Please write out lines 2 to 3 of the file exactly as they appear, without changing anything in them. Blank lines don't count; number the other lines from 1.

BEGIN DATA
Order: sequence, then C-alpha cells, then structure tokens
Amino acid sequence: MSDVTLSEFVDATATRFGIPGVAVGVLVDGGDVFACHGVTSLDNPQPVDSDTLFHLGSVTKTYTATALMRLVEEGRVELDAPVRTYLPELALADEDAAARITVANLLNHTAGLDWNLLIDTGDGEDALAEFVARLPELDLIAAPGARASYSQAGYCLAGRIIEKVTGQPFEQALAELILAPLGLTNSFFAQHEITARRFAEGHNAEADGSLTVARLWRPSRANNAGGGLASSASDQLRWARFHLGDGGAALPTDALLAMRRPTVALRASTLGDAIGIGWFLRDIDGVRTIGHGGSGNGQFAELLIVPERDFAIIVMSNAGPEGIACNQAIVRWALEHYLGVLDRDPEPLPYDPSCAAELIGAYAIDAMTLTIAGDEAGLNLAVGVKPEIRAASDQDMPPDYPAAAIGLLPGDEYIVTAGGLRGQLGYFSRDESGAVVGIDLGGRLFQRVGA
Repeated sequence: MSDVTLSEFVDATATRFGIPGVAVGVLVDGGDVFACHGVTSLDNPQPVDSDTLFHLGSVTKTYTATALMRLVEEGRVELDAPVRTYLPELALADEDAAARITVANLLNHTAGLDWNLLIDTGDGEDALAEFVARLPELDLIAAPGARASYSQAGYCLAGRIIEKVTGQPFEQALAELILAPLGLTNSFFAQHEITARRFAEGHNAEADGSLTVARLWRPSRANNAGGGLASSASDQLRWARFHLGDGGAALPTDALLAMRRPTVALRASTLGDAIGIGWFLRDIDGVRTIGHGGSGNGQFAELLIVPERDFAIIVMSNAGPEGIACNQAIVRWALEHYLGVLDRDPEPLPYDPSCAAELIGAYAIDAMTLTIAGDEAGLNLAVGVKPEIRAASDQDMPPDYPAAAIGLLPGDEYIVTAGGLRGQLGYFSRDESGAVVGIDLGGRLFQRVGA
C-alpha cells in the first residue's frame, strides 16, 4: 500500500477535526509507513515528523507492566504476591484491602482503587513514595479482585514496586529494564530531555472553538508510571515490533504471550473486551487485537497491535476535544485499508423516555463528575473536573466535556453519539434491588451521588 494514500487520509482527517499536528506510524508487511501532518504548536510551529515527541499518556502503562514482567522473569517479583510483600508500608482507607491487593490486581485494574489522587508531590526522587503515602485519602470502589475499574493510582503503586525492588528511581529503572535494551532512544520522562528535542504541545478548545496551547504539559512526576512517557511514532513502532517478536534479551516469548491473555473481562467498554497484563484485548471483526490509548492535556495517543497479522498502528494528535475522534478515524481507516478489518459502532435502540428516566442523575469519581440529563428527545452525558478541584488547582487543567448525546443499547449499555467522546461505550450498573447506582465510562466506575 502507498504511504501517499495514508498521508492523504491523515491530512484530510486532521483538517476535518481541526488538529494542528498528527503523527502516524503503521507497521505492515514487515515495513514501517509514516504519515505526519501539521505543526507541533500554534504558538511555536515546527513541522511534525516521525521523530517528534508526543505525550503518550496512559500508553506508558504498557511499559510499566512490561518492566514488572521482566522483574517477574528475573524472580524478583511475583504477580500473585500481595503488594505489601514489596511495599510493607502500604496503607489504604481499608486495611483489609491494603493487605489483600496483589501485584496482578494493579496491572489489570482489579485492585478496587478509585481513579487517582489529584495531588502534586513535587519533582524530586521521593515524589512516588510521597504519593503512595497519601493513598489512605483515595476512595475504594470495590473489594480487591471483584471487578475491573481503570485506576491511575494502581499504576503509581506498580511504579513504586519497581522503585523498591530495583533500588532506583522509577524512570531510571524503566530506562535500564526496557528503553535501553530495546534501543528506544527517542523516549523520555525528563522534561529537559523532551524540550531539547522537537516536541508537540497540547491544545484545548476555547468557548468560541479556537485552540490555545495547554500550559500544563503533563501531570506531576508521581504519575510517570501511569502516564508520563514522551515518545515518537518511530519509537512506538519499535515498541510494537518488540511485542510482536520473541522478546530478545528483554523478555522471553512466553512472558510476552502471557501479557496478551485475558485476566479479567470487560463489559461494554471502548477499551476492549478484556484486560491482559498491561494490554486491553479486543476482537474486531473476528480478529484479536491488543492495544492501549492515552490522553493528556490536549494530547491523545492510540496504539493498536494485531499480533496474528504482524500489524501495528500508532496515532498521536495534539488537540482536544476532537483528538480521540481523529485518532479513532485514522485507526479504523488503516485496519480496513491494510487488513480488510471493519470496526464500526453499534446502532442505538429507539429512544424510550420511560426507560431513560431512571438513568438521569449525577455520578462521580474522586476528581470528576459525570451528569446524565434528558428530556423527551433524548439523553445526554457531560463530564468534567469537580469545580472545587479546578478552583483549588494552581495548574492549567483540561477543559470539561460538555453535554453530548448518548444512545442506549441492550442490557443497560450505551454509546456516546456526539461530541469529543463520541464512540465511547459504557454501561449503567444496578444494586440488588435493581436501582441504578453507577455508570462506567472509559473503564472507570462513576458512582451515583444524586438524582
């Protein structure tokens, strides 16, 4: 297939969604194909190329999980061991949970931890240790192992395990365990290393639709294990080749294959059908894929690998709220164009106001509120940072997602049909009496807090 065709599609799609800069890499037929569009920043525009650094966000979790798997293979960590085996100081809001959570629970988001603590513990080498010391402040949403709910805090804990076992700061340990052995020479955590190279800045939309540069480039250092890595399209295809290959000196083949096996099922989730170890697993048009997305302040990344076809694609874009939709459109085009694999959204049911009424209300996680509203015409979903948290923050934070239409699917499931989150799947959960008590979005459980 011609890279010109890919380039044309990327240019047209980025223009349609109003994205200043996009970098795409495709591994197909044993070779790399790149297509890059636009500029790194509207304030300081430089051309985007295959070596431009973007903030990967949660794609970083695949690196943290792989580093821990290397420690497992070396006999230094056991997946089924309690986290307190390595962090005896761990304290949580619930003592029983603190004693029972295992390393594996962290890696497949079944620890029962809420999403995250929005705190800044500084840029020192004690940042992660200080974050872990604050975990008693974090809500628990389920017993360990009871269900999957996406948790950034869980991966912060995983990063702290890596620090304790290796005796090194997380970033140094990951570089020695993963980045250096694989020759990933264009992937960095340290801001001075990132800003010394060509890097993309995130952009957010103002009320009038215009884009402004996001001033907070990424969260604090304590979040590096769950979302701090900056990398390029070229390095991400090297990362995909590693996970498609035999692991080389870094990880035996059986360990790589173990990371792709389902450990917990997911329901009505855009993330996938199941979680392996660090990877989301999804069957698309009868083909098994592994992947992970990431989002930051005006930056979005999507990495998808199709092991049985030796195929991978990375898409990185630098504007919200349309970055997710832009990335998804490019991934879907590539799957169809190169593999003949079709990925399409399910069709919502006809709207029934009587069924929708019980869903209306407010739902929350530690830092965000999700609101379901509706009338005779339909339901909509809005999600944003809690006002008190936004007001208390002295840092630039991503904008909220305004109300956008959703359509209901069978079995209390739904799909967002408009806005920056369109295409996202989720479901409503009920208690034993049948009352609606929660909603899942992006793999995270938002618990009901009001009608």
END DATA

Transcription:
Amino acid sequence: MSDVTLSEFVDATATRFGIPGVAVGVLVDGGDVFACHGVTSLDNPQPVDSDTLFHLGSVTKTYTATALMRLVEEGRVELDAPVRTYLPELALADEDAAARITVANLLNHTAGLDWNLLIDTGDGEDALAEFVARLPELDLIAAPGARASYSQAGYCLAGRIIEKVTGQPFEQALAELILAPLGLTNSFFAQHEITARRFAEGHNAEADGSLTVARLWRPSRANNAGGGLASSASDQLRWARFHLGDGGAALPTDALLAMRRPTVALRASTLGDAIGIGWFLRDIDGVRTIGHGGSGNGQFAELLIVPERDFAIIVMSNAGPEGIACNQAIVRWALEHYLGVLDRDPEPLPYDPSCAAELIGAYAIDAMTLTIAGDEAGLNLAVGVKPEIRAASDQDMPPDYPAAAIGLLPGDEYIVTAGGLRGQLGYFSRDESGAVVGIDLGGRLFQRVGA
Repeated sequence: MSDVTLSEFVDATATRFGIPGVAVGVLVDGGDVFACHGVTSLDNPQPVDSDTLFHLGSVTKTYTATALMRLVEEGRVELDAPVRTYLPELALADEDAAARITVANLLNHTAGLDWNLLIDTGDGEDALAEFVARLPELDLIAAPGARASYSQAGYCLAGRIIEKVTGQPFEQALAELILAPLGLTNSFFAQHEITARRFAEGHNAEADGSLTVARLWRPSRANNAGGGLASSASDQLRWARFHLGDGGAALPTDALLAMRRPTVALRASTLGDAIGIGWFLRDIDGVRTIGHGGSGNGQFAELLIVPERDFAIIVMSNAGPEGIACNQAIVRWALEHYLGVLDRDPEPLPYDPSCAAELIGAYAIDAMTLTIAGDEAGLNLAVGVKPEIRAASDQDMPPDYPAAAIGLLPGDEYIVTAGGLRGQLGYFSRDESGAVVGIDLGGRLFQRVGA